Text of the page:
Any dish you have made before and it wasn't that good.But,you are going to try to make it again?
- emglow101 Nov 2, 2013 10:57 PM
There are foods or dishes we all try to make.And sometimes they just don't come out,or taste that good. Do you give up or try again? What's yours ? Me,it's Chile Rellenos.I'm trying again.Greasy,and my sauce sucks.
Oh I love Chile Rellenos, but I have never tried it. I have tried so many dishes which did not turn out good the first few times, and I had to repeat and repeat to get them right.
I don't think I have officially given up any, but there are a few that I have no immediate plan to re-try -- which may end up the same as giving up.
Here, I am naming a few which I had failed, but have finally more or less mastered the products:
Chinese barbecue steamed buns
That happens quite often. Particularly with recipes that I cobble together. In fact, in that category I'd say close to 50% are misfires that are, however, good and promising enough to adjust and try again.
I am still working on pie crust. First time great! Second time, no good. Third time, horrible. But I refuse to give up.
Also, I have made Hazan's Bolognese. My husband loved it, I thought it was blah. I will try again because everyone raves about it.
I made some famous short rib recipe that is very much loved on these boards once, which took all of two days.
It was greasy and disgusting. Never again.
Caramel candy. First time I made it, the sugar stuck to the bottom of pot. It took days to clean...and no caramel.
Well, I wouldn't say I can't give up a bad recipe. There are lots of things that sounded or looked good but didn't turn out to live up to their promise so who needs them. But then there's the thing that almost makes it that deserves the effort to learn the techniques or do the tinkering to make them personal. Those usually end up to be the outstanding recipes you build your repertoire around.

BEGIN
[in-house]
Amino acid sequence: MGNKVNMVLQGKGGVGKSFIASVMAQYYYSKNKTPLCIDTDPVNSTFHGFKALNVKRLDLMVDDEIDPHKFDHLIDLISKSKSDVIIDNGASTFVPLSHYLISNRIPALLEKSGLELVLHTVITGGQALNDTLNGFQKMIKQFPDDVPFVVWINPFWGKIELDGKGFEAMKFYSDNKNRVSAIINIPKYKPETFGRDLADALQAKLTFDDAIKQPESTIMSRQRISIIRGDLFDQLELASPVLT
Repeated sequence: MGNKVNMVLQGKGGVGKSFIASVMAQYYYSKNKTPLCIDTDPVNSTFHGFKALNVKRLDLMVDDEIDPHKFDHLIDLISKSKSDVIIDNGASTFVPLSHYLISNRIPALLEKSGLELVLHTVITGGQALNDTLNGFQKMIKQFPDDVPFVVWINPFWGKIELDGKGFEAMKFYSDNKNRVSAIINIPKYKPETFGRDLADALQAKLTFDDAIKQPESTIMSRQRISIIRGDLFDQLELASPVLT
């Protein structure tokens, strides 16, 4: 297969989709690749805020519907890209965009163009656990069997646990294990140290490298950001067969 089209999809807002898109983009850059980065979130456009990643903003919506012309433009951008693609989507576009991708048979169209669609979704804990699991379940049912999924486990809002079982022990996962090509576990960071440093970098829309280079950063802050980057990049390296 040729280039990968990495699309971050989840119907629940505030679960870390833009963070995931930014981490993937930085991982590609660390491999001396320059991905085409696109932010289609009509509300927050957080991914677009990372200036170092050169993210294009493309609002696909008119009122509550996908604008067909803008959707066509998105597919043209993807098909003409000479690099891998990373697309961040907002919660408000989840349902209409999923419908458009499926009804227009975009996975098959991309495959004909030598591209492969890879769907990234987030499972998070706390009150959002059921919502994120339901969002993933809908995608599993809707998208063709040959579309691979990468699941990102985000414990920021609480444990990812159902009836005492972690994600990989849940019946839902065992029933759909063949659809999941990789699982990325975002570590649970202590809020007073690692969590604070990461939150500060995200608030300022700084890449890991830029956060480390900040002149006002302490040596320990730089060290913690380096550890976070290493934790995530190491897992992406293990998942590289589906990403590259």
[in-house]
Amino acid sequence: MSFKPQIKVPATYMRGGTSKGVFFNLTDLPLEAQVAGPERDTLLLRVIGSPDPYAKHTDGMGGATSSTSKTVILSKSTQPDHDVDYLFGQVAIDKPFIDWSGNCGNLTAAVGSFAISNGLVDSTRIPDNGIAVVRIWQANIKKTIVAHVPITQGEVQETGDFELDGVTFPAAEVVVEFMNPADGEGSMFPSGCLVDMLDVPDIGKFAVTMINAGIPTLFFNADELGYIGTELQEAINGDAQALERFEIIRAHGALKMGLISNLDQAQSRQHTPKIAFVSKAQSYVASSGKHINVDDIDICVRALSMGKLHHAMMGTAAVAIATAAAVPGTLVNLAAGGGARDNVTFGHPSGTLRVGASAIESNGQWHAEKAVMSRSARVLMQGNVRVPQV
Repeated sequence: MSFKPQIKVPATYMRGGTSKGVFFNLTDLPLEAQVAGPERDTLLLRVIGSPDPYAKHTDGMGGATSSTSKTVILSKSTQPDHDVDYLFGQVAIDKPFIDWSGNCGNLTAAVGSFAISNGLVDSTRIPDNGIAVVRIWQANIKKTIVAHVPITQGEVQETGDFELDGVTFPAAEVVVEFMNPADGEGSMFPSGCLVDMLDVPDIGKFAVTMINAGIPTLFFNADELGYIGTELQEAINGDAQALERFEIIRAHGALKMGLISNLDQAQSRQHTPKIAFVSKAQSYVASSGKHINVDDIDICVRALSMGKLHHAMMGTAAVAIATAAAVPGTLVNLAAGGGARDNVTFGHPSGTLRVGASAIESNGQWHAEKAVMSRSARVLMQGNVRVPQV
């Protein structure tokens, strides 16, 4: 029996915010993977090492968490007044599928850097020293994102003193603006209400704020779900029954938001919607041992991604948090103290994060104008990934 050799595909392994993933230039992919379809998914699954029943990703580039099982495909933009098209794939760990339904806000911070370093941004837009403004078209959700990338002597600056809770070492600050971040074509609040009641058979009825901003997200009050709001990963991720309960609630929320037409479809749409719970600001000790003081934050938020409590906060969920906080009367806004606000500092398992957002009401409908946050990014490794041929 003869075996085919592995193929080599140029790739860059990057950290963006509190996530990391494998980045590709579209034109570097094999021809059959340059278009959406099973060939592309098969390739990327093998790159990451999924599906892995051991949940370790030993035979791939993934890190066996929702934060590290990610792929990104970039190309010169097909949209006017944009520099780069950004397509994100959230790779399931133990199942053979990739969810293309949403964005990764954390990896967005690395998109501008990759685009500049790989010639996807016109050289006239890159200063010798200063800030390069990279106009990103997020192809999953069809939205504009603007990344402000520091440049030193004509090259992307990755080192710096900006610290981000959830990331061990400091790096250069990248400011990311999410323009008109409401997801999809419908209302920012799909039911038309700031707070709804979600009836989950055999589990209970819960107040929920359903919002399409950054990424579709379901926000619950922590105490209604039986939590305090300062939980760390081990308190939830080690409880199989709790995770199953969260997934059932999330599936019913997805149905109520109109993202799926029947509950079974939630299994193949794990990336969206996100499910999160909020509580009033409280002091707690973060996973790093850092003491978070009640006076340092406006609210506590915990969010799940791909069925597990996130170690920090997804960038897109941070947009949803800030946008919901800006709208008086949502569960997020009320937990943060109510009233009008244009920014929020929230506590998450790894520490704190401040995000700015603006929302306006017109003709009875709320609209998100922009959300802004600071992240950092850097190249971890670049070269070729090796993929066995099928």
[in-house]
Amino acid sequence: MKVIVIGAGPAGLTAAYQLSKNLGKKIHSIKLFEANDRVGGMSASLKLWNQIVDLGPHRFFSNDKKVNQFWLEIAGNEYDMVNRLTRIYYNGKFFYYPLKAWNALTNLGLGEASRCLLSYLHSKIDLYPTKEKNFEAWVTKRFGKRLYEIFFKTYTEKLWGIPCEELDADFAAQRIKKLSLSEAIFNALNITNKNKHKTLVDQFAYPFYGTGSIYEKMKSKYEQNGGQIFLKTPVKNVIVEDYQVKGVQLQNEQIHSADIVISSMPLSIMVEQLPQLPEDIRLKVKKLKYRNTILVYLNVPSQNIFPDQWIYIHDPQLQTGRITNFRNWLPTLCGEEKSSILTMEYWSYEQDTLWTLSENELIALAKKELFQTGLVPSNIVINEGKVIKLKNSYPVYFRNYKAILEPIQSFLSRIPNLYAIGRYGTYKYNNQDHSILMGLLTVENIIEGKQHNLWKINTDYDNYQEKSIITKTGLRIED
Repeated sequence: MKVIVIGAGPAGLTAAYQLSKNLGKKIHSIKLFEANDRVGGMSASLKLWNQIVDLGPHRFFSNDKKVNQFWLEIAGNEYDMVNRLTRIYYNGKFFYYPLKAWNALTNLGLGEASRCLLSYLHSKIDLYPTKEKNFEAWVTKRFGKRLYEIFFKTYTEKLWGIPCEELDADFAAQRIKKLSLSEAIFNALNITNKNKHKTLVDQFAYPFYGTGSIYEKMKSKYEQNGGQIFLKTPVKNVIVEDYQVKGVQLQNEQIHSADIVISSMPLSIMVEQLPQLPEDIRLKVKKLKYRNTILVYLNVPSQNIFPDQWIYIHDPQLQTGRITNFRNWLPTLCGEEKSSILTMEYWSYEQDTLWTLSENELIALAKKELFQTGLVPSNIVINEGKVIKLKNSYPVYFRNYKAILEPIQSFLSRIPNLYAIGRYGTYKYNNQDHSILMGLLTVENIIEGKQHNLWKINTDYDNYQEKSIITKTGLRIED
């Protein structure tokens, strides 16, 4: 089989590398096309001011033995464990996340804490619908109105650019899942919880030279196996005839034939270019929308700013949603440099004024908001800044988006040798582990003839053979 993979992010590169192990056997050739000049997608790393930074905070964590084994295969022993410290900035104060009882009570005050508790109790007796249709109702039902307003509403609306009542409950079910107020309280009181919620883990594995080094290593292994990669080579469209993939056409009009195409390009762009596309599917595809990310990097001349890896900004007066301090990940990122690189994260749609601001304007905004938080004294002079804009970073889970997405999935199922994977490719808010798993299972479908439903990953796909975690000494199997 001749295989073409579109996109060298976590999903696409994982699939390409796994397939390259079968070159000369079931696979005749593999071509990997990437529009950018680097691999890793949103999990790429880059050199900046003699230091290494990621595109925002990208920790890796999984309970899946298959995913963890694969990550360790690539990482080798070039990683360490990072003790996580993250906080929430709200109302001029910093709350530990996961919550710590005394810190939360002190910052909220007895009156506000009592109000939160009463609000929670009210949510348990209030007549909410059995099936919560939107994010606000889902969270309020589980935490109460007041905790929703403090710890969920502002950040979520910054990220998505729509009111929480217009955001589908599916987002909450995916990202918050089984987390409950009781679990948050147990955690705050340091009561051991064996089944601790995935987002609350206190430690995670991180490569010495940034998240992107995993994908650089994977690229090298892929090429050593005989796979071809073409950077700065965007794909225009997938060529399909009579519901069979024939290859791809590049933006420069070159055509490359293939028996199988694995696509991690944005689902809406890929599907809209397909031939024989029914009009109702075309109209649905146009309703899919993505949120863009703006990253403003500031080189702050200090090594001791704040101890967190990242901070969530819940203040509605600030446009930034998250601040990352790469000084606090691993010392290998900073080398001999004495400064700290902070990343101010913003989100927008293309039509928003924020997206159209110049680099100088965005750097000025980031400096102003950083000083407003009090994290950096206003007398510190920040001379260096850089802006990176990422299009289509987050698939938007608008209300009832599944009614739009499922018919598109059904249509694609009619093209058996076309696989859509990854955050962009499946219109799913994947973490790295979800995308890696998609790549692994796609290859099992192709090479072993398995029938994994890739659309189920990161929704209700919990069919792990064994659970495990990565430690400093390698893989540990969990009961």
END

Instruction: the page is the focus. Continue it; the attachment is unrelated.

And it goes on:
And then there are the perfectly good recipes that become stellar when you can adapt a technique or approach you learned making something else to modify what you've been making for years.
An example of the last case is a chocolate babka that is rich and delicious and always leaked filling during baking no matter how diligently I tried to seal the dough. Now I use the ATK technique of making the filling with confectioners' sugar instead of granular. I picked that up from ATK's Cinnamon Swirl Bread. Now they're both treasured recipes.
I also had a hard time with Flo Breaker's Lemon Scented Pull-Apart Coffee Cake until I came up with some of my own techniques that eventually made mine as pretty as hers. I think I made that recipe every week for a month until I nailed it by constructing the layers of dough on parchment and slicing through the parchment along with the dough to keep it from stretching as I built the layers in my pan. I also experimented with pans and ended up buying a particularly deep bread pan. It was soooo worth all of it!